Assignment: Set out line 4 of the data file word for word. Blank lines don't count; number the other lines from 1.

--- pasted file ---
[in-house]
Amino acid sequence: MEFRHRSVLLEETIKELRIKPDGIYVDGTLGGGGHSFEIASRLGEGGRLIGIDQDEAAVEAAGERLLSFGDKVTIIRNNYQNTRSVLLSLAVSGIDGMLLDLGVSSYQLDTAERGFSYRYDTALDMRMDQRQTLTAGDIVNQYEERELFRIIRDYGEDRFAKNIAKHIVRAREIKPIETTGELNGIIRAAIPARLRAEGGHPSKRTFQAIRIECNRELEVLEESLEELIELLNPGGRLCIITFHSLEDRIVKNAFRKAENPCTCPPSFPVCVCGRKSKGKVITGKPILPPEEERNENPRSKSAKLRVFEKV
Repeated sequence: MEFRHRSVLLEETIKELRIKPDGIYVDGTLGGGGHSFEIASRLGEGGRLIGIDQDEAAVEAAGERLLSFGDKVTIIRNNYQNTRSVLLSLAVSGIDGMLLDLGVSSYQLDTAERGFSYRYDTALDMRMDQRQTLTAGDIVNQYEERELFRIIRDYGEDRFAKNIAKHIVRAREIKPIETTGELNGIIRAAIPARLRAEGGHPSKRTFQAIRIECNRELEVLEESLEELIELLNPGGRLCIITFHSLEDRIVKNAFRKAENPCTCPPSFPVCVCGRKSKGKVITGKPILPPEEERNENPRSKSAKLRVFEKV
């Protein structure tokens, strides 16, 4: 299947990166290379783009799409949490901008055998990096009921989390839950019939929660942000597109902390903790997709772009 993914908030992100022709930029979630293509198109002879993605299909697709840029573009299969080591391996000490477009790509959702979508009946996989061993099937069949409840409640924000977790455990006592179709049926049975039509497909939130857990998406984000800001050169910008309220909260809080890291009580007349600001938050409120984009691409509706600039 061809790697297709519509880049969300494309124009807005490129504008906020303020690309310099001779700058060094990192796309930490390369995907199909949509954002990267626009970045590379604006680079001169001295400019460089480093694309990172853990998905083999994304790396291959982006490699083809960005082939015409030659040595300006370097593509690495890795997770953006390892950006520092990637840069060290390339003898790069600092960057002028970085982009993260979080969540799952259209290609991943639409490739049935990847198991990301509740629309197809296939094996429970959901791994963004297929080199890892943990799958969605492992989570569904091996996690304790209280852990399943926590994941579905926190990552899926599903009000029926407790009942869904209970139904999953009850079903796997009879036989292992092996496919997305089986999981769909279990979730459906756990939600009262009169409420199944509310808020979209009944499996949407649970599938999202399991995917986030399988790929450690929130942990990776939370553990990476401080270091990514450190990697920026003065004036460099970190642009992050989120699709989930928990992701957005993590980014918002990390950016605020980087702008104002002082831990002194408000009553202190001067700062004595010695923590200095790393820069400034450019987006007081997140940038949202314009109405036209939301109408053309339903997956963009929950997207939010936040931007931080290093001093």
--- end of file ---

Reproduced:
């Protein structure tokens, strides 16, 4: 299947990166290379783009799409949490901008055998990096009921989390839950019939929660942000597109902390903790997709772009 993914908030992100022709930029979630293509198109002879993605299909697709840029573009299969080591391996000490477009790509959702979508009946996989061993099937069949409840409640924000977790455990006592179709049926049975039509497909939130857990998406984000800001050169910008309220909260809080890291009580007349600001938050409120984009691409509706600039 061809790697297709519509880049969300494309124009807005490129504008906020303020690309310099001779700058060094990192796309930490390369995907199909949509954002990267626009970045590379604006680079001169001295400019460089480093694309990172853990998905083999994304790396291959982006490699083809960005082939015409030659040595300006370097593509690495890795997770953006390892950006520092990637840069060290390339003898790069600092960057002028970085982009993260979080969540799952259209290609991943639409490739049935990847198991990301509740629309197809296939094996429970959901791994963004297929080199890892943990799958969605492992989570569904091996996690304790209280852990399943926590994941579905926190990552899926599903009000029926407790009942869904209970139904999953009850079903796997009879036989292992092996496919997305089986999981769909279990979730459906756990939600009262009169409420199944509310808020979209009944499996949407649970599938999202399991995917986030399988790929450690929130942990990776939370553990990476401080270091990514450190990697920026003065004036460099970190642009992050989120699709989930928990992701957005993590980014918002990390950016605020980087702008104002002082831990002194408000009553202190001067700062004595010695923590200095790393820069400034450019987006007081997140940038949202314009109405036209939301109408053309339903997956963009929950997207939010936040931007931080290093001093």